Review: Learning Change

learning change

Learning ChangeJim Herrington and Trisha Taylor. Grand Rapids: Kregel Ministry, 2017.

Summary: A biblically-rooted approach to congregational transformation that centers around personal transformation and that draws research on effective organizations and systems.

I’ve been there and perhaps you have as well. Gathering with a church leadership team. Writing vision and mission statements. Drafting core values. Identifying strategies and action plans. And then nothing changes. The plans sit on a shelf or in a file. And cynicism sets in that anything can really change.

This book takes a different approach to these things. It focuses on transformational learning that involves not only information but acting upon, and then reflecting upon, what is being learned that drives further change. Perhaps most radically, the authors propose that transformation starts with us, the only people we really can change, and to face the truth that we are the number one obstacle to change in our families, churches and communities. Until we start facing the work that needs to happen within ourselves, addressing our own way of being, we can’t truly look for other change.

The work begins with re-connecting with core values. The authors talk about four key core values. Integrity means living a life conformed to God’s design where we keep our word and do our word and own up when we don’t. Authenticity means to stop hiding our true selves and managing our images and taking the risk to reveal the real persons we are. Courage begins with these risks and grows as we pursue risky obedience as we move out in mission. Love commits to insuring that no one wins unless everyone wins, not just ourselves and the people we like.

The work continues by shifting our mental models. The first of these cultivates a model of discipleship that shifts from making church members to moving as authentic communities into mission. In a chapter I found particular illuminating, it means moving a fuzzy fusion of responsibility where we are responsible for everything and nothing to a mature responsibility for our selves and to others, but not for others and their transformation. A significant amount of church dysfunction occurs in this area. It moves from a status quo mentality to one of creative tension in moving toward God’s emerging future. It means moving from committees or static “teams” to high performance teams with clear goals, complementary skills, a common approach and accountability.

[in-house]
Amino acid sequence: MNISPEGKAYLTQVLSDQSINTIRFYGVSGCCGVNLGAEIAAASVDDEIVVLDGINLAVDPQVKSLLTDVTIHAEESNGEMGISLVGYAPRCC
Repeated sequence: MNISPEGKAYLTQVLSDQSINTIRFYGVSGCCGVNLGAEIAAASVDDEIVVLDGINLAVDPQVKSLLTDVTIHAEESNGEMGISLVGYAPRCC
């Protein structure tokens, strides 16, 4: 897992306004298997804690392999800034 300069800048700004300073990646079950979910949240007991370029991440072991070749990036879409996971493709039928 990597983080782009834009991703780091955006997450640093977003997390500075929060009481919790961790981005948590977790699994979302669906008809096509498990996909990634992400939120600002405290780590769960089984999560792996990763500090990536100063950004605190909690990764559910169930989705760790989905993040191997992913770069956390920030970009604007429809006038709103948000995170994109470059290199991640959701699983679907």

They also address some additional tools leaders need as they lead through learning change. One is they become aware of the “vows” arising from past wounds that block us, and making new vows rooted in truth. Another, which draws heavily on Peter Senge’s learning organizations is moving from discussion to dialogue–from a clash of ideas to conversations where we learn together. Finally, they talk about moving beyond good intentions to real accountability.

I appreciated the approach of this book, that suggests that real transformation comes through the hard, and long term work of becoming the change, personally and in teams, that we want to see. A perspective that sees congregations as systems and becomes aware of how each of us contribute to those systems reveals why many change efforts don’t work.

This book is based on the work of Ridder Church Renewal and each of the chapters is linked to related web resources. The writers, which include a number of pastors who have been through the renewal program, illustrate from their own ministries and churches. The book is set up so that individuals or groups can use the book, and the reflection exercises in each chapter. Better yet would be to use this book as part of a coached process, because good coaches can “lean in” with people to do the hard things that lead to change, that we often just excuse with each other. For groups who have created visions and strategies of what “they” will do that just sit on the shelf, this book will help them wrestle with “how will we become the change we want to see in our congregation?”


Disclosure of Material Connection: I received this book free from the publisher. I was not required to write a positive review. The opinions I have expressed are my own.

One thought on “Review: Learning Change

  1. Pingback: The Month in Reviews: September 2017 | Bob on Books

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